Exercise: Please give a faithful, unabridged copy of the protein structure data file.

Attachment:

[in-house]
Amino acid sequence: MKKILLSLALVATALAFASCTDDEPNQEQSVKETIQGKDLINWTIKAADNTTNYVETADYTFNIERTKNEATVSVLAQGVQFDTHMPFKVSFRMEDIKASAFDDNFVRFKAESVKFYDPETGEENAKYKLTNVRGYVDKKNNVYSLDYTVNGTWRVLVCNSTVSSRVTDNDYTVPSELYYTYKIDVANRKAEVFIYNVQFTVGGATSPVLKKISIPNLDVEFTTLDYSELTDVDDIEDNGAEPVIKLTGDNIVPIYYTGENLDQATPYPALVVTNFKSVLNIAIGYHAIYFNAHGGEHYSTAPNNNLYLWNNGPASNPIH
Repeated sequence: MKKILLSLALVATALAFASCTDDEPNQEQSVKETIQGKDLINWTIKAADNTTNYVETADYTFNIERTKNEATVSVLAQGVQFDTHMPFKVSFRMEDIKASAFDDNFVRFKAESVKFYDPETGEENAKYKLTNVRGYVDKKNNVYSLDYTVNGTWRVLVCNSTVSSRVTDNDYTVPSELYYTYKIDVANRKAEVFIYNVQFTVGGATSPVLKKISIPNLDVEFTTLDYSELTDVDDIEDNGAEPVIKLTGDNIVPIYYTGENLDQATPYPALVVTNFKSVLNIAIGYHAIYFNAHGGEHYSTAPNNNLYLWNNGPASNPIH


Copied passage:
[in-house]
Amino acid sequence: MKKILLSLALVATALAFASCTDDEPNQEQSVKETIQGKDLINWTIKAADNTTNYVETADYTFNIERTKNEATVSVLAQGVQFDTHMPFKVSFRMEDIKASAFDDNFVRFKAESVKFYDPETGEENAKYKLTNVRGYVDKKNNVYSLDYTVNGTWRVLVCNSTVSSRVTDNDYTVPSELYYTYKIDVANRKAEVFIYNVQFTVGGATSPVLKKISIPNLDVEFTTLDYSELTDVDDIEDNGAEPVIKLTGDNIVPIYYTGENLDQATPYPALVVTNFKSVLNIAIGYHAIYFNAHGGEHYSTAPNNNLYLWNNGPASNPIH
Repeated sequence: MKKILLSLALVATALAFASCTDDEPNQEQSVKETIQGKDLINWTIKAADNTTNYVETADYTFNIERTKNEATVSVLAQGVQFDTHMPFKVSFRMEDIKASAFDDNFVRFKAESVKFYDPETGEENAKYKLTNVRGYVDKKNNVYSLDYTVNGTWRVLVCNSTVSSRVTDNDYTVPSELYYTYKIDVANRKAEVFIYNVQFTVGGATSPVLKKISIPNLDVEFTTLDYSELTDVDDIEDNGAEPVIKLTGDNIVPIYYTGENLDQATPYPALVVTNFKSVLNIAIGYHAIYFNAHGGEHYSTAPNNNLYLWNNGPASNPIH